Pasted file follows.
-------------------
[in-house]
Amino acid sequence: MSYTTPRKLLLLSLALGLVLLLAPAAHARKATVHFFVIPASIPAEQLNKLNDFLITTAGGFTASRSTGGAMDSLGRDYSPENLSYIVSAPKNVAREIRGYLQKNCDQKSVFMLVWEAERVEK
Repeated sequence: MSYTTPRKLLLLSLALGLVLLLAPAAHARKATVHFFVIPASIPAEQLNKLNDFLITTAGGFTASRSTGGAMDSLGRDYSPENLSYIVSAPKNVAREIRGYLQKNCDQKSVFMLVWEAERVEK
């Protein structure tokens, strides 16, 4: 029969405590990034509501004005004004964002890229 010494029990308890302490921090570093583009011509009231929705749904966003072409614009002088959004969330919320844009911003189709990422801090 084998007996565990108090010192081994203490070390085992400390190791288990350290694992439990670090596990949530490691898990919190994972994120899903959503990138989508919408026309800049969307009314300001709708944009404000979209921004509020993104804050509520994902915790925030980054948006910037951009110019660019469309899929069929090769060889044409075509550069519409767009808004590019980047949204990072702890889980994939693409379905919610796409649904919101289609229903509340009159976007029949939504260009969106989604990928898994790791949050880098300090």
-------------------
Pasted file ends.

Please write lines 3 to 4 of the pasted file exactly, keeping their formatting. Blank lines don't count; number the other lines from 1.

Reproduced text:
Repeated sequence: MSYTTPRKLLLLSLALGLVLLLAPAAHARKATVHFFVIPASIPAEQLNKLNDFLITTAGGFTASRSTGGAMDSLGRDYSPENLSYIVSAPKNVAREIRGYLQKNCDQKSVFMLVWEAERVEK
């Protein structure tokens, strides 16, 4: 029969405590990034509501004005004004964002890229 010494029990308890302490921090570093583009011509009231929705749904966003072409614009002088959004969330919320844009911003189709990422801090 084998007996565990108090010192081994203490070390085992400390190791288990350290694992439990670090596990949530490691898990919190994972994120899903959503990138989508919408026309800049969307009314300001709708944009404000979209921004509020993104804050509520994902915790925030980054948006910037951009110019660019469309899929069929090769060889044409075509550069519409767009808004590019980047949204990072702890889980994939693409379905919610796409649904919101289609229903509340009159976007029949939504260009969106989604990928898994790791949050880098300090």